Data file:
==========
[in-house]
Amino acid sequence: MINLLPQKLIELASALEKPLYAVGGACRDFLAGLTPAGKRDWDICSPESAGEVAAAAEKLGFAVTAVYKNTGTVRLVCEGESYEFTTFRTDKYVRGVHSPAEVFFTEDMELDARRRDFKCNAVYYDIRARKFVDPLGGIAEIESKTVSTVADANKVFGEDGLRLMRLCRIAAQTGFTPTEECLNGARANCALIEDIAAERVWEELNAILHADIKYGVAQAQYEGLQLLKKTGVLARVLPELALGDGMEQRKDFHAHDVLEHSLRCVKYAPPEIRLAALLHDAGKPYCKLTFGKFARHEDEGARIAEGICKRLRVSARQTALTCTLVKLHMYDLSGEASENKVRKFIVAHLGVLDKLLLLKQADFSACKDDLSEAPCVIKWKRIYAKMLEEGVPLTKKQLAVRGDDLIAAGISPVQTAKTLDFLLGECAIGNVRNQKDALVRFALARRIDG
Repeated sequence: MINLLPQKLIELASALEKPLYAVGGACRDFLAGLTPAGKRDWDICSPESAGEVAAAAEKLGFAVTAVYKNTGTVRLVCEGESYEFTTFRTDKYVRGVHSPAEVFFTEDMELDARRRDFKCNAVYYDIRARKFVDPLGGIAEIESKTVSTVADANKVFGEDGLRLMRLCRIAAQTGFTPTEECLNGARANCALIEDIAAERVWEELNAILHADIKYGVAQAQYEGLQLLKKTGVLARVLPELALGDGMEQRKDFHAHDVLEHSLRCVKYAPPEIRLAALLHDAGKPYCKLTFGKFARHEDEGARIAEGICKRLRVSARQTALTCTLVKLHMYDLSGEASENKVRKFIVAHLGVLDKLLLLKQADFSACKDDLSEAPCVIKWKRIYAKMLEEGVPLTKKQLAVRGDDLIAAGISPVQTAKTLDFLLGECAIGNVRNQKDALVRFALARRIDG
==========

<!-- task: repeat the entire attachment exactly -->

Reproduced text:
[in-house]
Amino acid sequence: MINLLPQKLIELASALEKPLYAVGGACRDFLAGLTPAGKRDWDICSPESAGEVAAAAEKLGFAVTAVYKNTGTVRLVCEGESYEFTTFRTDKYVRGVHSPAEVFFTEDMELDARRRDFKCNAVYYDIRARKFVDPLGGIAEIESKTVSTVADANKVFGEDGLRLMRLCRIAAQTGFTPTEECLNGARANCALIEDIAAERVWEELNAILHADIKYGVAQAQYEGLQLLKKTGVLARVLPELALGDGMEQRKDFHAHDVLEHSLRCVKYAPPEIRLAALLHDAGKPYCKLTFGKFARHEDEGARIAEGICKRLRVSARQTALTCTLVKLHMYDLSGEASENKVRKFIVAHLGVLDKLLLLKQADFSACKDDLSEAPCVIKWKRIYAKMLEEGVPLTKKQLAVRGDDLIAAGISPVQTAKTLDFLLGECAIGNVRNQKDALVRFALARRIDG
Repeated sequence: MINLLPQKLIELASALEKPLYAVGGACRDFLAGLTPAGKRDWDICSPESAGEVAAAAEKLGFAVTAVYKNTGTVRLVCEGESYEFTTFRTDKYVRGVHSPAEVFFTEDMELDARRRDFKCNAVYYDIRARKFVDPLGGIAEIESKTVSTVADANKVFGEDGLRLMRLCRIAAQTGFTPTEECLNGARANCALIEDIAAERVWEELNAILHADIKYGVAQAQYEGLQLLKKTGVLARVLPELALGDGMEQRKDFHAHDVLEHSLRCVKYAPPEIRLAALLHDAGKPYCKLTFGKFARHEDEGARIAEGICKRLRVSARQTALTCTLVKLHMYDLSGEASENKVRKFIVAHLGVLDKLLLLKQADFSACKDDLSEAPCVIKWKRIYAKMLEEGVPLTKKQLAVRGDDLIAAGISPVQTAKTLDFLLGECAIGNVRNQKDALVRFALARRIDG